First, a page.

Ancient Monuments

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Stone alignment 260m south of Higher White Tor

A Scheduled Monument in Dartmoor Forest, Devon

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Latitude: 50.5882 / 50°35'17"N

Longitude: -3.9522 / 3°57'7"W

OS Eastings: 261901.615885

OS Northings: 78312.853795

OS Grid: SX619783

Mapcode National: GBR Q5.5BLD

Mapcode Global: FRA 27MJ.03D

Entry Name: Stone alignment 260m south of Higher White Tor

Scheduled Date: 13 August 1973

Last Amended: 11 February 2002

Source: Historic England

Source ID: 1020239

English Heritage Legacy ID: 34434

County: Devon

Civil Parish: Dartmoor Forest

Traditional County: Devon

Lieutenancy Area (Ceremonial County): Devon


The monument includes a stone alignment situated on the upper southern slope
of Higher White Tor, overlooking the valley of the Cherry Brook. The stone
alignment survives as two parallel rows of stones aligned approximately north
to south and measures 95.4m long. Twelve stones remain upright and a further
24 are recumbent. Four upright stones survive in the western row and the
remainder form part of the eastern row. The tallest stone within the
alignment is 0.75m high, whilst the average height is 0.3m.

The site of the monument is shown on the attached map extract.
It includes a 2 metre boundary around the archaeological features,
considered to be essential for the monument's support and preservation.

Source: Historic England

Reasons for Scheduling

Dartmoor is the largest expanse of open moorland in southern Britain and,
because of exceptional conditions of preservation, it is also one of the most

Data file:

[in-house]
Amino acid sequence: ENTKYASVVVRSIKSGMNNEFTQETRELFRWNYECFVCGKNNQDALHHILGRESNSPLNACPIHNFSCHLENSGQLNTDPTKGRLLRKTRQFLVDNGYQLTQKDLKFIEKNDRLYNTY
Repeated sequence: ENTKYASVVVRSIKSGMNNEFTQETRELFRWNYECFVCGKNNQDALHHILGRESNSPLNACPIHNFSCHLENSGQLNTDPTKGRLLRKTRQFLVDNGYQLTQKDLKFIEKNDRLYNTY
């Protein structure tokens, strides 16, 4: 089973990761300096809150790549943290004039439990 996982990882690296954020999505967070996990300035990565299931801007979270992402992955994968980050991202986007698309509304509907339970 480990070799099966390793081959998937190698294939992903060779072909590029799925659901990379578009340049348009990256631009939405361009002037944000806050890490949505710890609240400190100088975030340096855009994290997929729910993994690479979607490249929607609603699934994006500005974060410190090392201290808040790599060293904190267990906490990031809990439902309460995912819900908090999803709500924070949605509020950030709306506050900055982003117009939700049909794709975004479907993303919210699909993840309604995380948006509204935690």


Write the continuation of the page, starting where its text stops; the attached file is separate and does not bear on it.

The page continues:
complete examples of an upland relict landscape in the whole country. The
great wealth and diversity of archaeological remains provide direct evidence
for human exploitation of the Moor from the early prehistoric period onwards.
The well-preserved and often visible relationship between settlement sites,
major land boundaries, trackways, ceremonial and funerary monuments as well as
later industrial remains, gives significant insights into successive changes
in the pattern of land use through time. Stone alignments or stone rows
consist of upright stones set in single file or in avenues of two or more
parallel lines, up to several hundred metres in length. They are often
physically linked to burial monuments, such as small cairns, cists and
barrows, and are considered to have had an important ceremonial function. The
Dartmoor alignments mostly date from the Late Neolithic period (c.2400-2000
BC). Some eighty examples, most of them on the outer Moor, provide over half
the recorded national population. Due to their comparative rarity and
longevity as a monument type, all surviving examples are considered nationally
important, unless very badly damaged.

The stone alignment 260m south of Higher White Tor survives comparatively
well and is situated in a particularly prominent location at a considerable
altitude. Archaeological and environmental information relating to the
monument and the landscape in which it was erected will survive.

Source: Historic England


Books and journals
Butler, J, Dartmoor Atlas of Antiquities, (1991), 65

Source: Historic England

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